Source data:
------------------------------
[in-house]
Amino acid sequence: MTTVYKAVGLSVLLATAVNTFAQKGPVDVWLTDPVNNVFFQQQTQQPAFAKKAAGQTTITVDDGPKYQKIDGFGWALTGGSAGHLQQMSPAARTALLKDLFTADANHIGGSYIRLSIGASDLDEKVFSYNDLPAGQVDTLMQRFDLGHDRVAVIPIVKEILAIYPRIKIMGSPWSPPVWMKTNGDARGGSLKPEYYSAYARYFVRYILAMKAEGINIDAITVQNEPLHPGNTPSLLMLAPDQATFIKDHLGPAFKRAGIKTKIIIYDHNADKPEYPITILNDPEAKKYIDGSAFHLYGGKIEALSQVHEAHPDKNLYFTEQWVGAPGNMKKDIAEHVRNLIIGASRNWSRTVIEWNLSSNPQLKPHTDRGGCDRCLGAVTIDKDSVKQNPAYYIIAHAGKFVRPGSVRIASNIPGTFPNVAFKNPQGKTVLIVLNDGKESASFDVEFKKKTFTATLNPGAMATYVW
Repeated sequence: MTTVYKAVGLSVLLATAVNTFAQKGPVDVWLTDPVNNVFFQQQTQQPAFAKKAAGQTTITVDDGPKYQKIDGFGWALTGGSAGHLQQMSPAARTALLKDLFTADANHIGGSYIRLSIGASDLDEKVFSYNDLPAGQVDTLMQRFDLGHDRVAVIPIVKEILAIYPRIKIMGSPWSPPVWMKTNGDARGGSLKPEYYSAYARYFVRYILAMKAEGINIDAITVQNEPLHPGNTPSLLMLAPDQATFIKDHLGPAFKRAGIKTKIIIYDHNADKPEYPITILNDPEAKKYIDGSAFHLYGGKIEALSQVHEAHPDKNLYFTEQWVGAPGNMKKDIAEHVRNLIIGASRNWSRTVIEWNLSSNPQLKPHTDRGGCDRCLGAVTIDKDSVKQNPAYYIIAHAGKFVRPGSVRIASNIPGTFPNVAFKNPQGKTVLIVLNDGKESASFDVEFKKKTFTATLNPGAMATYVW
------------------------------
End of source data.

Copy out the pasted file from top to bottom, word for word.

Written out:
[in-house]
Amino acid sequence: MTTVYKAVGLSVLLATAVNTFAQKGPVDVWLTDPVNNVFFQQQTQQPAFAKKAAGQTTITVDDGPKYQKIDGFGWALTGGSAGHLQQMSPAARTALLKDLFTADANHIGGSYIRLSIGASDLDEKVFSYNDLPAGQVDTLMQRFDLGHDRVAVIPIVKEILAIYPRIKIMGSPWSPPVWMKTNGDARGGSLKPEYYSAYARYFVRYILAMKAEGINIDAITVQNEPLHPGNTPSLLMLAPDQATFIKDHLGPAFKRAGIKTKIIIYDHNADKPEYPITILNDPEAKKYIDGSAFHLYGGKIEALSQVHEAHPDKNLYFTEQWVGAPGNMKKDIAEHVRNLIIGASRNWSRTVIEWNLSSNPQLKPHTDRGGCDRCLGAVTIDKDSVKQNPAYYIIAHAGKFVRPGSVRIASNIPGTFPNVAFKNPQGKTVLIVLNDGKESASFDVEFKKKTFTATLNPGAMATYVW
Repeated sequence: MTTVYKAVGLSVLLATAVNTFAQKGPVDVWLTDPVNNVFFQQQTQQPAFAKKAAGQTTITVDDGPKYQKIDGFGWALTGGSAGHLQQMSPAARTALLKDLFTADANHIGGSYIRLSIGASDLDEKVFSYNDLPAGQVDTLMQRFDLGHDRVAVIPIVKEILAIYPRIKIMGSPWSPPVWMKTNGDARGGSLKPEYYSAYARYFVRYILAMKAEGINIDAITVQNEPLHPGNTPSLLMLAPDQATFIKDHLGPAFKRAGIKTKIIIYDHNADKPEYPITILNDPEAKKYIDGSAFHLYGGKIEALSQVHEAHPDKNLYFTEQWVGAPGNMKKDIAEHVRNLIIGASRNWSRTVIEWNLSSNPQLKPHTDRGGCDRCLGAVTIDKDSVKQNPAYYIIAHAGKFVRPGSVRIASNIPGTFPNVAFKNPQGKTVLIVLNDGKESASFDVEFKKKTFTATLNPGAMATYVW